Archive for the ‘board games’ Category

Catan iPhone app review

Thursday, November 5th, 2009

Screenshot of Apple iPhone app 'Catan - The First Island'I’ve expressed before that The Settlers of Catan is my favorite board game. But I don’t get to play it much lately, so I was excited by the news that there’s now a version for the iPhone and iPod Touch. “Catan – The First Island” was developed by Exozet Games and released by USM; the Catan app is $4.99 from the iPhone App Store.

Previously, Catan fans had to settle for a knock-off called Kolonists (currently not available from the iPhone App Store — pulled due to being too close to Catan without a license, perhaps?). Kolonists dressed the game in a Roman theme and did away with the random dice roll element of resource gathering, replacing the roll with a workable-but-inferior mechanic of having a single worker per settlement (and two per city) that provided guaranteed resources each turn, and a bit of jostling for position with your neighbors. It made the game faster but less interesting. So it was refreshing to go back to the original mechanic. (Other limitations of the Kolonists app are that it’s single player only, and there’s no ability to trade resources with the computer players, only the bank.)

This is a preliminary review of Catan, having just three-and-a-half games under my belt, but that’s enough experience to offer the following points. First, the good:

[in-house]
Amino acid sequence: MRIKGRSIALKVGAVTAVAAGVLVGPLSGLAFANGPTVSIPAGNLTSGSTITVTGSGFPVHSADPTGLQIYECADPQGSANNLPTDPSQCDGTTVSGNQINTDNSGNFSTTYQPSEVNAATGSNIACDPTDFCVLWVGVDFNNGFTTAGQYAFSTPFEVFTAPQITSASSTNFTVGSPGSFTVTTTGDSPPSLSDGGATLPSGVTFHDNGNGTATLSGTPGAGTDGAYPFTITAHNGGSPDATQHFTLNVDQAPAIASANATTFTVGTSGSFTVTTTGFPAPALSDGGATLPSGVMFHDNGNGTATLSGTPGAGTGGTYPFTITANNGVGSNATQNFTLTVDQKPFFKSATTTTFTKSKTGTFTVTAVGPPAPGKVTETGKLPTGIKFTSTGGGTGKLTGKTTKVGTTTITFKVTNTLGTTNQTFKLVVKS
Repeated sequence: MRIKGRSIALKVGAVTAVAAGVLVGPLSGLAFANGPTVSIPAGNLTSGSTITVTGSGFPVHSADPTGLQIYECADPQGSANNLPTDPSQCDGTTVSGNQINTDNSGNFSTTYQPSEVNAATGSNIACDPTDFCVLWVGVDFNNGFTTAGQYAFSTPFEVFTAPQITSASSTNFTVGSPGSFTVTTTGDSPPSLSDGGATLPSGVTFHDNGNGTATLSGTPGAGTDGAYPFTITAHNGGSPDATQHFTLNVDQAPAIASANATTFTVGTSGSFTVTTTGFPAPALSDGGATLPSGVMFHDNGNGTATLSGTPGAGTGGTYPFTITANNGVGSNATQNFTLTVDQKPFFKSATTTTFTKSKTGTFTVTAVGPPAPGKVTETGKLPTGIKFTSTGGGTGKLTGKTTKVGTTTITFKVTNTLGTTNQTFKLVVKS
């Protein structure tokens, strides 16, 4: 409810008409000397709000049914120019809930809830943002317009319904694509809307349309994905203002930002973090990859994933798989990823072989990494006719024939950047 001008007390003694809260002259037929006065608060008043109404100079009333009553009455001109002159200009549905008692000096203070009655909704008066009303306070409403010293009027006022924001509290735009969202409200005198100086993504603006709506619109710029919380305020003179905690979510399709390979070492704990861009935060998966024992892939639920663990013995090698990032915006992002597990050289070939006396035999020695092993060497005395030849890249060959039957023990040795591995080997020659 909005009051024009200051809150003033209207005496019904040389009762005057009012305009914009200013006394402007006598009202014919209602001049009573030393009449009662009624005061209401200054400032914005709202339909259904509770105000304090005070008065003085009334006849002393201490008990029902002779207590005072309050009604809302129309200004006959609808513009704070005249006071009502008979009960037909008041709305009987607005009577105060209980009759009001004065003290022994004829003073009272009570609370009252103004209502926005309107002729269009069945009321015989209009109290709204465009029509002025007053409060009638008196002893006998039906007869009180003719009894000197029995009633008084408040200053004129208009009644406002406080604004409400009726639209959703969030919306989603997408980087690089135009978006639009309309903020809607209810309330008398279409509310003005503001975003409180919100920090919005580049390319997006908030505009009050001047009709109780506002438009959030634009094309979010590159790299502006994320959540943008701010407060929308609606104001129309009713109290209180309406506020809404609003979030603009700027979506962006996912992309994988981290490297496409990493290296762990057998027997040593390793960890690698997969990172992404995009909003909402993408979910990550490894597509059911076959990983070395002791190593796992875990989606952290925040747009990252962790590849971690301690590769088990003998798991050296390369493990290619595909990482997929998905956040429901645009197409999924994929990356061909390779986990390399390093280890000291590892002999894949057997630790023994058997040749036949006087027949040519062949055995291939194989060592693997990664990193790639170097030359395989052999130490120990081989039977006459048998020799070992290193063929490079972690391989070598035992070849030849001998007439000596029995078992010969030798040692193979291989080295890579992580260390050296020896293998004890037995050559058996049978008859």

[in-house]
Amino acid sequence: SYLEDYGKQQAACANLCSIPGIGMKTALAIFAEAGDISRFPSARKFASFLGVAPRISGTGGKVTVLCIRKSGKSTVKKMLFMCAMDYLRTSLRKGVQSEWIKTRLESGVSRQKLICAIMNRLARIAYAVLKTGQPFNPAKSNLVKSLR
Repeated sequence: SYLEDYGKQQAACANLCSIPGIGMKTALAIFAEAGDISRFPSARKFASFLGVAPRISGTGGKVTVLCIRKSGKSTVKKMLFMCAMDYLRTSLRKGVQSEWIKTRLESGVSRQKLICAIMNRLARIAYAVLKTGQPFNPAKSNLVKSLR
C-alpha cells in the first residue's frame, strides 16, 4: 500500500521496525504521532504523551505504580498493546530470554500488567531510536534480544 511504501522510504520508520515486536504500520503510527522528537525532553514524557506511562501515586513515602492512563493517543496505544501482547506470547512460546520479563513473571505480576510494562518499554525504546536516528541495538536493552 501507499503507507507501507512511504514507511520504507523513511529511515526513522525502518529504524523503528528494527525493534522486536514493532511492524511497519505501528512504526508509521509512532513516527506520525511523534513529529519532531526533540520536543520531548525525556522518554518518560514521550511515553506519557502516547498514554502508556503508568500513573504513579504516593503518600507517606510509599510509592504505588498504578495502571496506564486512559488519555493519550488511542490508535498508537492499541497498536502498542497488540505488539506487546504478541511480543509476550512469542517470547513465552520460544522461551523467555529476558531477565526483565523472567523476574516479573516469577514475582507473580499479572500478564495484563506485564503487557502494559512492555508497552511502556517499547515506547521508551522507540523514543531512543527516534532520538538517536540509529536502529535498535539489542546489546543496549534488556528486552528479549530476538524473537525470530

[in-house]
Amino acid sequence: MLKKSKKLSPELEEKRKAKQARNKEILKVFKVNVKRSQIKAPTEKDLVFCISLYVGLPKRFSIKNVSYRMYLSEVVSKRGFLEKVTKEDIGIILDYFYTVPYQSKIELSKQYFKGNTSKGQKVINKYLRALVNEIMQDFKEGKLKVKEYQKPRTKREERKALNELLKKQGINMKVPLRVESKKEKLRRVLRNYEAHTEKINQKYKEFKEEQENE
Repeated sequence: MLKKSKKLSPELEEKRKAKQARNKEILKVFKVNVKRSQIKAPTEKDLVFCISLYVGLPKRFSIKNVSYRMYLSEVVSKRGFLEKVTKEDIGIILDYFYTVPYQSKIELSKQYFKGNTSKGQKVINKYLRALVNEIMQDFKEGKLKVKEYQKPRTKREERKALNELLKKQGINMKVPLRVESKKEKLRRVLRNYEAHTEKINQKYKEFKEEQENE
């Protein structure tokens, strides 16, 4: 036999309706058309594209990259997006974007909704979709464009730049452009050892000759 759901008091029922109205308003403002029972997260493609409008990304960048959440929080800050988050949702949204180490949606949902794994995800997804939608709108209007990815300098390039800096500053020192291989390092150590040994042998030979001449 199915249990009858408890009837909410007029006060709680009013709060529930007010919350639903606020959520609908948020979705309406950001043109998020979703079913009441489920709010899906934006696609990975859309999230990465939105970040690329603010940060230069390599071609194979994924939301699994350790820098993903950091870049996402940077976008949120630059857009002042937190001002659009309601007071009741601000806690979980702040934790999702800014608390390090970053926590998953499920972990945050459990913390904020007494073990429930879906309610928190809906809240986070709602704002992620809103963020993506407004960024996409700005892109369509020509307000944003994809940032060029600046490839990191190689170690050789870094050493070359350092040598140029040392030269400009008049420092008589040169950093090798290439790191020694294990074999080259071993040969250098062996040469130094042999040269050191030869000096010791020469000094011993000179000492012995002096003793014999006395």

• It’s Catan. The rules are implemented faithfully, the terrain and icons are familiar, and the gameplay is smooth. If you’re a Catan fan, you can stop reading here and just go get it now.
  • The music is excellent, and the sounds are good (but I could see them becoming annoying over time). There are options to switch off either or both.

And the bad:

  • This is just basic Settlers. No expansions, no 5- or 6- player options. You do have a few options when creating a game, however. These options are: fixed or variable setup, random vs. stacked dice, optional friendly robber (no attacking players who haven’t earned any points yet), changing the victory requirement from the default 10 points to either 8, 9, 11 or 12, an optional catch-up “resource bonus” to players who haven’t earned any resources in five turns, or starting with a settlement and city instead of two settlements.
  • Even switching the option for “quick animation” on is not quick enough. You get bogged down in transitions and long dice roll animations and the resource assignment animation. Kolonists had a faster pace.
  • I don’t like the UI. All the commands (building, trading, etc.) are hidden in a slide-out menu to the right, guaranteeing that even a simple “end turn” is two gestures. Building a settlement is needlessly complex: Slide out menu, tap build, slide left in the build menu to choose to build a settlement, tap a checkmark to confirm, tap on screen where you want to build the settlement, tap a second checkmark to confirm. A better option would have been to dedicate some of the screen real estate to action buttons.
  • No undo.
  • While there is a good in-game statistics section (keeping track of dice rolls and other interesting data), it doesn’t keep track of your overall win-loss record. Kolonists offered a campaign mode, awarding points for each game that earned you new (cosmetic) titles. Catan would have done well to offer something similar.